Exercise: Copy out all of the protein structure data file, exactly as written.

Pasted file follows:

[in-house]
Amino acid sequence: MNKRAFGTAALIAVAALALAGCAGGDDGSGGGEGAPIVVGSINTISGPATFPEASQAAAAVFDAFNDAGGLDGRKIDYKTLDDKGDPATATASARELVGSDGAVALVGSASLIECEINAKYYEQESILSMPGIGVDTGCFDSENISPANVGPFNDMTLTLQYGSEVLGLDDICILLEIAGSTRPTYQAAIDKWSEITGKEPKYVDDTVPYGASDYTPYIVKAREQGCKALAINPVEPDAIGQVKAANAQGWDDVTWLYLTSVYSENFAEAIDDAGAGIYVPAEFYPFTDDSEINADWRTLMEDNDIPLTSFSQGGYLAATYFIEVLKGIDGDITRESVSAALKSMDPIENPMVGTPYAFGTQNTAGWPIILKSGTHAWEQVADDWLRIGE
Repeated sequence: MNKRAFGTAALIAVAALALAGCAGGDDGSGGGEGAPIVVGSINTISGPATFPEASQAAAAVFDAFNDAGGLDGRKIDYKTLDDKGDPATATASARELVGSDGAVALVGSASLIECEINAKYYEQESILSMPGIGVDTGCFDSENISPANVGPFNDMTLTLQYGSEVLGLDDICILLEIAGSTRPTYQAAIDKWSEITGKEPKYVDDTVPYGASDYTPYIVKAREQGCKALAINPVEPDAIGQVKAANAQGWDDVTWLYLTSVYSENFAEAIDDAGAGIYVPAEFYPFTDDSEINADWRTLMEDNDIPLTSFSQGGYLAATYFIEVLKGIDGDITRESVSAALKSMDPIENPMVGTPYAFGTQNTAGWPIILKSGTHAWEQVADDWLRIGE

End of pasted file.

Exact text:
[in-house]
Amino acid sequence: MNKRAFGTAALIAVAALALAGCAGGDDGSGGGEGAPIVVGSINTISGPATFPEASQAAAAVFDAFNDAGGLDGRKIDYKTLDDKGDPATATASARELVGSDGAVALVGSASLIECEINAKYYEQESILSMPGIGVDTGCFDSENISPANVGPFNDMTLTLQYGSEVLGLDDICILLEIAGSTRPTYQAAIDKWSEITGKEPKYVDDTVPYGASDYTPYIVKAREQGCKALAINPVEPDAIGQVKAANAQGWDDVTWLYLTSVYSENFAEAIDDAGAGIYVPAEFYPFTDDSEINADWRTLMEDNDIPLTSFSQGGYLAATYFIEVLKGIDGDITRESVSAALKSMDPIENPMVGTPYAFGTQNTAGWPIILKSGTHAWEQVADDWLRIGE
Repeated sequence: MNKRAFGTAALIAVAALALAGCAGGDDGSGGGEGAPIVVGSINTISGPATFPEASQAAAAVFDAFNDAGGLDGRKIDYKTLDDKGDPATATASARELVGSDGAVALVGSASLIECEINAKYYEQESILSMPGIGVDTGCFDSENISPANVGPFNDMTLTLQYGSEVLGLDDICILLEIAGSTRPTYQAAIDKWSEITGKEPKYVDDTVPYGASDYTPYIVKAREQGCKALAINPVEPDAIGQVKAANAQGWDDVTWLYLTSVYSENFAEAIDDAGAGIYVPAEFYPFTDDSEINADWRTLMEDNDIPLTSFSQGGYLAATYFIEVLKGIDGDITRESVSAALKSMDPIENPMVGTPYAFGTQNTAGWPIILKSGTHAWEQVADDWLRIGE